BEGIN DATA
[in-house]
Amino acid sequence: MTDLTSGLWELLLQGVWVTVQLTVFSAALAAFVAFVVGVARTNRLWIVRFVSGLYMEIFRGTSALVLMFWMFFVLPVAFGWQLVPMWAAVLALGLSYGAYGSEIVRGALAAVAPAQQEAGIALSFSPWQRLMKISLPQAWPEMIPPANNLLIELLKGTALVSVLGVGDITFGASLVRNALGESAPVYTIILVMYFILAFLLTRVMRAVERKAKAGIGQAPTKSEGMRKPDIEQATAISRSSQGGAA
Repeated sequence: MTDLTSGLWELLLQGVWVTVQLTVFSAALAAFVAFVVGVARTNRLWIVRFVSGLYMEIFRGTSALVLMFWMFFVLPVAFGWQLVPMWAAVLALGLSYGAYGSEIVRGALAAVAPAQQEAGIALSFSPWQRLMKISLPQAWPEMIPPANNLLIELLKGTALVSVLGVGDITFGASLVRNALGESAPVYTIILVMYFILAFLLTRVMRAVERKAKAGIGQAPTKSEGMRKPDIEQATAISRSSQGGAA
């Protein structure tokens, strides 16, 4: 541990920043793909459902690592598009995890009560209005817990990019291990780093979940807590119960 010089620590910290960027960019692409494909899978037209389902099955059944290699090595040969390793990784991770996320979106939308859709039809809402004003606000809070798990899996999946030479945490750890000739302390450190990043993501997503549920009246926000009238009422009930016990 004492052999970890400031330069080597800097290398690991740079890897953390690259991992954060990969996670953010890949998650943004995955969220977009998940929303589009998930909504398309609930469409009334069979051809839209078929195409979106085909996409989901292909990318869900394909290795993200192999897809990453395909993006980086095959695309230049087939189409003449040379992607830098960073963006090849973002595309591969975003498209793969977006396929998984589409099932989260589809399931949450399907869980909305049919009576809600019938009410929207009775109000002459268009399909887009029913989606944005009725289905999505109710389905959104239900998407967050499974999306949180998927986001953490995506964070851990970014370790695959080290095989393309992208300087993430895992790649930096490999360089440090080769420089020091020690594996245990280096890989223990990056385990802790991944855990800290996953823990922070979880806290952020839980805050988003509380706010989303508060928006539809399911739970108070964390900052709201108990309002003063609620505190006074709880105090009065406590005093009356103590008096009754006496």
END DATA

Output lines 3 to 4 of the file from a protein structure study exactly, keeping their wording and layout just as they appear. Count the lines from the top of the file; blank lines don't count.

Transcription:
Repeated sequence: MTDLTSGLWELLLQGVWVTVQLTVFSAALAAFVAFVVGVARTNRLWIVRFVSGLYMEIFRGTSALVLMFWMFFVLPVAFGWQLVPMWAAVLALGLSYGAYGSEIVRGALAAVAPAQQEAGIALSFSPWQRLMKISLPQAWPEMIPPANNLLIELLKGTALVSVLGVGDITFGASLVRNALGESAPVYTIILVMYFILAFLLTRVMRAVERKAKAGIGQAPTKSEGMRKPDIEQATAISRSSQGGAA
């Protein structure tokens, strides 16, 4: 541990920043793909459902690592598009995890009560209005817990990019291990780093979940807590119960 010089620590910290960027960019692409494909899978037209389902099955059944290699090595040969390793990784991770996320979106939308859709039809809402004003606000809070798990899996999946030479945490750890000739302390450190990043993501997503549920009246926000009238009422009930016990 004492052999970890400031330069080597800097290398690991740079890897953390690259991992954060990969996670953010890949998650943004995955969220977009998940929303589009998930909504398309609930469409009334069979051809839209078929195409979106085909996409989901292909990318869900394909290795993200192999897809990453395909993006980086095959695309230049087939189409003449040379992607830098960073963006090849973002595309591969975003498209793969977006396929998984589409099932989260589809399931949450399907869980909305049919009576809600019938009410929207009775109000002459268009399909887009029913989606944005009725289905999505109710389905959104239900998407967050499974999306949180998927986001953490995506964070851990970014370790695959080290095989393309992208300087993430895992790649930096490999360089440090080769420089020091020690594996245990280096890989223990990056385990802790991944855990800290996953823990922070979880806290952020839980805050988003509380706010989303508060928006539809399911739970108070964390900052709201108990309002003063609620505190006074709880105090009065406590005093009356103590008096009754006496």